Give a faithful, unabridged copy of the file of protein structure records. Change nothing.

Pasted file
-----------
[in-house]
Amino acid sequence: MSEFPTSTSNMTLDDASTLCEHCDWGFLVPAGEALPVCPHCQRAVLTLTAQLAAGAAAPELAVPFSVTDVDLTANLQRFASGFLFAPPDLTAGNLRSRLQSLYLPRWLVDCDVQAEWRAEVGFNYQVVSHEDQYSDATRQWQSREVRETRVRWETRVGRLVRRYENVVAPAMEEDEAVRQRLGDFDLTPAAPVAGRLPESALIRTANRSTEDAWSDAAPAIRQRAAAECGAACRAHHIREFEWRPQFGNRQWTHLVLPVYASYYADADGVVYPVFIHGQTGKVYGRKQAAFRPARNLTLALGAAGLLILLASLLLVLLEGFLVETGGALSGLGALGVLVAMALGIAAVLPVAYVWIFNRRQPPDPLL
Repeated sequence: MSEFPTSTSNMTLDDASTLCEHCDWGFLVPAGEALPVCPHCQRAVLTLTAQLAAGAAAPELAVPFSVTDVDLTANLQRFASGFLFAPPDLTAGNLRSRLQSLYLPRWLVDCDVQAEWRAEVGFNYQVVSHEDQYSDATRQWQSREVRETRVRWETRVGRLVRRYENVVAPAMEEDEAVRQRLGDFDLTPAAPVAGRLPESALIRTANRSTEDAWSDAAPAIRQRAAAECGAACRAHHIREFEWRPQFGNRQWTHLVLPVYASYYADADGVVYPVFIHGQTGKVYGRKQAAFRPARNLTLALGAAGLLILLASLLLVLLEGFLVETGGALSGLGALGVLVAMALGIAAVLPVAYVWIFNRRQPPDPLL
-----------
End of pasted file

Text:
[in-house]
Amino acid sequence: MSEFPTSTSNMTLDDASTLCEHCDWGFLVPAGEALPVCPHCQRAVLTLTAQLAAGAAAPELAVPFSVTDVDLTANLQRFASGFLFAPPDLTAGNLRSRLQSLYLPRWLVDCDVQAEWRAEVGFNYQVVSHEDQYSDATRQWQSREVRETRVRWETRVGRLVRRYENVVAPAMEEDEAVRQRLGDFDLTPAAPVAGRLPESALIRTANRSTEDAWSDAAPAIRQRAAAECGAACRAHHIREFEWRPQFGNRQWTHLVLPVYASYYADADGVVYPVFIHGQTGKVYGRKQAAFRPARNLTLALGAAGLLILLASLLLVLLEGFLVETGGALSGLGALGVLVAMALGIAAVLPVAYVWIFNRRQPPDPLL
Repeated sequence: MSEFPTSTSNMTLDDASTLCEHCDWGFLVPAGEALPVCPHCQRAVLTLTAQLAAGAAAPELAVPFSVTDVDLTANLQRFASGFLFAPPDLTAGNLRSRLQSLYLPRWLVDCDVQAEWRAEVGFNYQVVSHEDQYSDATRQWQSREVRETRVRWETRVGRLVRRYENVVAPAMEEDEAVRQRLGDFDLTPAAPVAGRLPESALIRTANRSTEDAWSDAAPAIRQRAAAECGAACRAHHIREFEWRPQFGNRQWTHLVLPVYASYYADADGVVYPVFIHGQTGKVYGRKQAAFRPARNLTLALGAAGLLILLASLLLVLLEGFLVETGGALSGLGALGVLVAMALGIAAVLPVAYVWIFNRRQPPDPLL